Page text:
When’s the last time you had a mentor in your product career? A mentor can help you get to that next step of your career in the ever-changing and evolving product management industry. Seventy-one percent of Fortune 500 companies have mentorship programs in place to help ensure individuals are building up their professional skills.
I’ve recently transitioned to a product operations role at Sprout Social, a social media product company. With this move, I’ve taken a new approach to finding the mentors that make the most sense for my career.
Fill the Skill Gaps
You may think mentoring is finding someone who is a step or two above your current role; however, this might not always be the case. For me, the best mentors I’ve found have been people who excel in those areas that I need to work on.
Start by writing out the skills you are hoping to improve upon. Remember, specificity is important, which is why using the S.M.A.R.T. goal system is recommended. Some examples of skills that I am working on include being more direct, fostering a culture of collaboration on my team, and finding experts in the product operations field.
Once you determine the skills you are looking to improve upon, you need to find the right person to help you do so. If you are looking for a mentor inside your organization, start by tapping into your personal network to see if they know anyone who can help you fill the gaps.
There are also plenty of options for looking for mentors if you want to look outside your network. Groups including Product Coalition, Women in Product, and even ProductCraft itself provide a wide range of product experts who you can reach out to for career advice. Be open and willing to put yourself out there to someone who you think will help you keep moving ahead.
Commit to an Experiment
Once you find the right person, commit to a low-fidelity experiment. This could be something as simple as deciding which upcoming project you want your mentor’s support on. As you would with a product build, go for an MVP experiment with your mentor. If you are looking to build a skill, what is the minimum viable product version of calling it a success? Write out exactly what you are hoping to solve, what you need to get there, and what success looks like. Just like when building a product, if the success metrics are unclear, you might both have very different definitions of what “done” is. Your mentor may be looking at how you felt after you completed the task, while you may want to be looking at success metrics for the work itself. Be clear upfront with what metrics make the most sense for the work you are doing.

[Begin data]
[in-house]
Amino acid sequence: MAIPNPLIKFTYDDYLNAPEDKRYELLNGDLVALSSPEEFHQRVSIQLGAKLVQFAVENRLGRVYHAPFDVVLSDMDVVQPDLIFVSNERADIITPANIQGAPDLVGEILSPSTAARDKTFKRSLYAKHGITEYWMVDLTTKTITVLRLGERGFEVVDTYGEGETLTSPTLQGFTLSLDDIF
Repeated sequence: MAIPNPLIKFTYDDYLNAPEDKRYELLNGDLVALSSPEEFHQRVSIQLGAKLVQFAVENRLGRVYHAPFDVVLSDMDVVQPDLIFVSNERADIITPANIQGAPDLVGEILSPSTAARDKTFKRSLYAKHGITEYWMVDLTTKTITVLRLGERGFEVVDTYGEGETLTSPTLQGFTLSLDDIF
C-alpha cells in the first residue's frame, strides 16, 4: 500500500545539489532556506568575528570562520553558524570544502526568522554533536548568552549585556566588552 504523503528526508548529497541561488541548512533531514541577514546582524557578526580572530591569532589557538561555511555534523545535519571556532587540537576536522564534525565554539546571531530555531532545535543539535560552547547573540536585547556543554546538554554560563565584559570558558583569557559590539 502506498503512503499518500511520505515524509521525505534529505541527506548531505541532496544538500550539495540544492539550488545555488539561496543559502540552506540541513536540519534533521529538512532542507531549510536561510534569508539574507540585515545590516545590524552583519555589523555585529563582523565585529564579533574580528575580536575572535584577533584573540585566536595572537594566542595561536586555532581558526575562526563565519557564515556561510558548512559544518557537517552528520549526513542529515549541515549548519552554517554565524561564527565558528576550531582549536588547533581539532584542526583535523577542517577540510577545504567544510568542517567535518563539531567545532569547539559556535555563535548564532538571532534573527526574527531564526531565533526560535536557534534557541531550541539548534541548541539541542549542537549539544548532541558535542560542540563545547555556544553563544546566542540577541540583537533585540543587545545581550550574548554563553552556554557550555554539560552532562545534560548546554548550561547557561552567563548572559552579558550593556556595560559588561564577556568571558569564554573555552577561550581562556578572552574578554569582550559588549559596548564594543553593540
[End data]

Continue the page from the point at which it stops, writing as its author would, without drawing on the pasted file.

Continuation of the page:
If your first experiment is a success, commit to another. Continue to test and agree upon what the working relationship should be like for both sides. This will ensure that there is never a question any step of the way about what mentorship looks like.
Give as Much as You Take
The best mentorship relationships are two-way streets. There may be growth areas for the person helping you, too. If not, you can pitch yourself as an asset to someone they may know. The best types of relationships in mentorship happen when you engage regularly. If you only reach out to people in your network when you are in need of something, you may have a harder time finding people who want to help you. A willingness to be proactive in helping others as much as you are helped is a key part of mentorship.
Make Sure You Can’t Solve It on Your own
Oftentimes, people label “mentorship” as the answer to a problem. But sometimes, there is beauty in solving problems on your own as well. I love this recent tweet from Jason Fried about advice that also rings true for mentorship.
Yes, mentors can help guide you along the way. As the old expression goes, “Bring me solutions, not problems.” You can give problem-solving a shot! This approach allows you to show a potential mentor that you tried to solve it on your own before going to them.
Mentorship Is Ever-Evolving
Just like your career as you continue to grow and learn, your needs for support will change. Be patient with yourself and be willing to think outside the box when it comes to finding a mentor. You may not find the right mentor on the first, second, or third try. It’s natural to feel discouraged or frustrated. Sometimes finding the wrong mentor can help you recalibrate the type of mentor relationship that is most conducive to you. For example, I work best with mentors that offer both suggestions for me to try as well as ideas for me to take on fully. Practice putting yourself and your ideas out there — the more you do it, the easier it becomes.